The title: “Jesus Desired Their Good” is engrossed with meanings. It reminds the reader of what Ellen G. White said regarding the ideal ministry of Jesus towards others. She fittingly indicated that Jesus ministered to the people “as one who desired their good.” Such an ideal method opened various networks for evangelism. It further tells of a church that is located nearby the skateboard park.
Editor's Note: We apologise for the lateness in posting last week's commentary. The author provided the commentary in plenty of time, the fault is entirely the editor's, who would like to express their appreciation to Tami Cinquemani for her contribution. The article is highlighted again in order to revisit this discussion.
I love the introduction to this week's Sabbath School lesson that quotes the child, Robert Louis Stevenson, telling his nanny that the lamplighter was "poking holes in the darkness." It reminds me of another description of poking holes in the darkness. That description says, "God is the source of life and light and joy to the universe.
I define what is right and just. In other words, what is “just” is subjective. It is what I think is just—is just. That is the natural condition of my human nature. I have a rough time with the concept of an external definition of justice that does not take into account how I feel or how I am treated.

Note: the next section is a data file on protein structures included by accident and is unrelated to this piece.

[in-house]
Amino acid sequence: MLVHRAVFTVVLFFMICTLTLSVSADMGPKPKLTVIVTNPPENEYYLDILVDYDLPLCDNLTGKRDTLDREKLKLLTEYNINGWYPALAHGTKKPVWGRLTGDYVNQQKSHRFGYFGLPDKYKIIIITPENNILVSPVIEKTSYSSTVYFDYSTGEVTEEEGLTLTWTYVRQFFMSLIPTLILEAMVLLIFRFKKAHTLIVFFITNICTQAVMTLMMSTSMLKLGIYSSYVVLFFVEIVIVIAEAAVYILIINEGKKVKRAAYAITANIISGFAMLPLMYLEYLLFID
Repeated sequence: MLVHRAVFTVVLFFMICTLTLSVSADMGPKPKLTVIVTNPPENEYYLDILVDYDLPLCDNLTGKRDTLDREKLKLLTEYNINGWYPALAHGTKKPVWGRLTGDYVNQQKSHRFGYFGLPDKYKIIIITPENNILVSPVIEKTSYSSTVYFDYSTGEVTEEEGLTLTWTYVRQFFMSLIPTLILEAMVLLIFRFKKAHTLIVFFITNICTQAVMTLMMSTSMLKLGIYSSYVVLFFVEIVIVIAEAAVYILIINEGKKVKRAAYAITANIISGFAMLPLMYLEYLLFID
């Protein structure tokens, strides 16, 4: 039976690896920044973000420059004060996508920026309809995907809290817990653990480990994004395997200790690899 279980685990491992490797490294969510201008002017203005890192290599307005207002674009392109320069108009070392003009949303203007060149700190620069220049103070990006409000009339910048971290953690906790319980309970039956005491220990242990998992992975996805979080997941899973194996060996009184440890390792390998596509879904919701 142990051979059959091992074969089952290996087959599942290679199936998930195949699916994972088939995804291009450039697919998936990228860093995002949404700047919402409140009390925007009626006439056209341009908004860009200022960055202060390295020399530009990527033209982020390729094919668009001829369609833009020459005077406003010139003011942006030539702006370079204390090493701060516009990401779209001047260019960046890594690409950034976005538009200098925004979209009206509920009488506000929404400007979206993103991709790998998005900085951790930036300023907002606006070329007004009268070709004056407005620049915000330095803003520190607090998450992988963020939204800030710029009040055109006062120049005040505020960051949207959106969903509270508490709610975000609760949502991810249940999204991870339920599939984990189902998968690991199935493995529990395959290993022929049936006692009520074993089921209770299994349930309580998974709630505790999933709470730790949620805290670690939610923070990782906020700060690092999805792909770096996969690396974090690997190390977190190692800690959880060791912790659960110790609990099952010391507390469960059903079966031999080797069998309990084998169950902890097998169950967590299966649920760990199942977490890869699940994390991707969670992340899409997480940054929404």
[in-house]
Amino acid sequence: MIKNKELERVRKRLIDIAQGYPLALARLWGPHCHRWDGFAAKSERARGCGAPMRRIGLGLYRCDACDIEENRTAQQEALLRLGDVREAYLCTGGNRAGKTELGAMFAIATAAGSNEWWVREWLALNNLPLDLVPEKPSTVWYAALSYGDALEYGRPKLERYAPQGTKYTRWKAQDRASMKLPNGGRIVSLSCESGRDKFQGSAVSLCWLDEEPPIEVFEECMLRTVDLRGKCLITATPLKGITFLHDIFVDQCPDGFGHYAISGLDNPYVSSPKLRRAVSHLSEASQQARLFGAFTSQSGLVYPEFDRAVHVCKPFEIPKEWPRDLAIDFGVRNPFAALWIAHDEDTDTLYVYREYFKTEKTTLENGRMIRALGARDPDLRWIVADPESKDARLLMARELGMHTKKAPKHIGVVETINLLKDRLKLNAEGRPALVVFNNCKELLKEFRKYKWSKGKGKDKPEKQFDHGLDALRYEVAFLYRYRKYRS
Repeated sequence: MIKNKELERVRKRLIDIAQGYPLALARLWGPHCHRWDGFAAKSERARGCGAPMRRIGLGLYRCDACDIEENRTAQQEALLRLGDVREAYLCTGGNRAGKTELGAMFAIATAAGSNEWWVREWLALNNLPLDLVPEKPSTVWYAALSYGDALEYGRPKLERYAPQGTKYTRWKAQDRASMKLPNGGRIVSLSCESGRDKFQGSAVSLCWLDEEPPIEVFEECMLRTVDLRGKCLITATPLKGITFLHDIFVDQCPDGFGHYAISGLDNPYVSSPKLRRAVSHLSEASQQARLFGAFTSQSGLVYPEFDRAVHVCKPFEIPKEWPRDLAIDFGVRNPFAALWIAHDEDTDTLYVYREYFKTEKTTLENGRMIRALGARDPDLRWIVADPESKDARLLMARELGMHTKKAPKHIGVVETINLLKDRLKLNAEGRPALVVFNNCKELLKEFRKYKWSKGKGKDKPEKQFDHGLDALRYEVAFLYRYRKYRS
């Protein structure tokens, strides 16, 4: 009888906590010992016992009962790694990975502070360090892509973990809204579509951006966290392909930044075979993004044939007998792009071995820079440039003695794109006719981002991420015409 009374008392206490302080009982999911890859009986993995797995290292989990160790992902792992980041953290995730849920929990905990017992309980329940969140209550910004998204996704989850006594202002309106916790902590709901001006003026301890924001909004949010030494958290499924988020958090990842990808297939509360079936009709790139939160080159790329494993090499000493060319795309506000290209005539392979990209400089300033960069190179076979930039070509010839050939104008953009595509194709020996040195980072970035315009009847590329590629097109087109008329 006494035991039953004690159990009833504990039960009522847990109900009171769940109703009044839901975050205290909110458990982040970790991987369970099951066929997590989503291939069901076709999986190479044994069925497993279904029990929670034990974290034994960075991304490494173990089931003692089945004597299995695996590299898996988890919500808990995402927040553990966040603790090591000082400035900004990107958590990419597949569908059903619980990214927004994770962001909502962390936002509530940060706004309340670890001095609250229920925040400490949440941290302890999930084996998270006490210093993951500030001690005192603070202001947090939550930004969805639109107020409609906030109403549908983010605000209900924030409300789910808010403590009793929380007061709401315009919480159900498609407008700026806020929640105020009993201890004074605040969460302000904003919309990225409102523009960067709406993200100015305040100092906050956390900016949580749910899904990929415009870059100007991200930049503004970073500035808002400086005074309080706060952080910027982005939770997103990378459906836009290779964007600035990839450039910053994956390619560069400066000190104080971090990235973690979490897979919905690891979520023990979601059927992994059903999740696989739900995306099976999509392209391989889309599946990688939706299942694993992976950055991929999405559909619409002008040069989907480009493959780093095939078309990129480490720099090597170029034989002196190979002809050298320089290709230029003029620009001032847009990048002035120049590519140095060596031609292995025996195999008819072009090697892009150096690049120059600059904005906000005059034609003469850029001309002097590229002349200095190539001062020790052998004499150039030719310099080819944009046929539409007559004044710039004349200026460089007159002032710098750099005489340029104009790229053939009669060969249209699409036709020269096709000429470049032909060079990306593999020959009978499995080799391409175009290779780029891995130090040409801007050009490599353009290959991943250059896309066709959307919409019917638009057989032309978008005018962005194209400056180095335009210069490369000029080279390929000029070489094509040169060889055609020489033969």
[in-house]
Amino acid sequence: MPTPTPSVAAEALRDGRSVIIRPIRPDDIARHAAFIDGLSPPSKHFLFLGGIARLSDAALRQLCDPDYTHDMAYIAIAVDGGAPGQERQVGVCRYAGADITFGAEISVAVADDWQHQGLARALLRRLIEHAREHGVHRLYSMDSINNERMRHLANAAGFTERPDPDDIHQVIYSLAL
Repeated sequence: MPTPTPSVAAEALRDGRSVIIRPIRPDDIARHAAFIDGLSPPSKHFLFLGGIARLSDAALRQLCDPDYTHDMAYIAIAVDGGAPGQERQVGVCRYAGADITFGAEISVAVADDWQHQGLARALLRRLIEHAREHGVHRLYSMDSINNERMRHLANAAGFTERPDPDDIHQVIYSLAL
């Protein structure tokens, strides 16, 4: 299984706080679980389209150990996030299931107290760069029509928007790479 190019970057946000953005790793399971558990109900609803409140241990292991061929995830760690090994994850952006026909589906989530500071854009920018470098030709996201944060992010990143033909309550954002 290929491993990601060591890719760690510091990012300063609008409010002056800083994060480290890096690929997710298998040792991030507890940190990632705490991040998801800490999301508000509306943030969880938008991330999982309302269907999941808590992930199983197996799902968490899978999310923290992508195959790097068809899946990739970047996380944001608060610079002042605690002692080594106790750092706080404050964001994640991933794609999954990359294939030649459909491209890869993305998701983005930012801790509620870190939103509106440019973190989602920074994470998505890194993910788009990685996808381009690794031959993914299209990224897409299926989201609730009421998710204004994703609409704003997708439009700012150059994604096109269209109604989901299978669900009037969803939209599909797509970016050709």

I also have the ability to use logic to develop an argument that adequately explains my sense of injustice in any given situation.
One sentence flows across a black granite wall in Montgomery, Alabama: We will not be satisfied until justice rolls down like waters and righteousness like a mighty stream. Paraphrased from the book of Amos, this statement, engraved on a Civil Rights monument, crosses millennia to underscore unchanging lessons for humanity.
For millennia the Christian Church has sought to understand and explain the significance of Christ’s death and resurrection, and to appropriate it’s meaning in different settings to each new generation. Our own prophet E. G. White has counselled; “As we thus dwell upon His great sacrifice for us, our confidence in Him will be more constant, our love will be quickened, and we shall be more deeply imbued with His spirit.” (The Desire of Ages, p.
Matthew wrote the Gospel to the Jews, his natives. The difference between him and Paul was that Paul was the “perfect” Jew before his conversion, whereas Matthew was “the traitor” Jew. Both were called directly by Jesus. After they accepted their call and converted, they both loved Jesus. Both also witnessed about Jesus in writing. While Paul wrote pastoral letters, Matthew penned a Gospel. Paul wrote primarily to the converted Gentiles, Matthew wrote primarily to the Jews. However, both were bringing arguments regarding the salvation of Jews and Gentiles.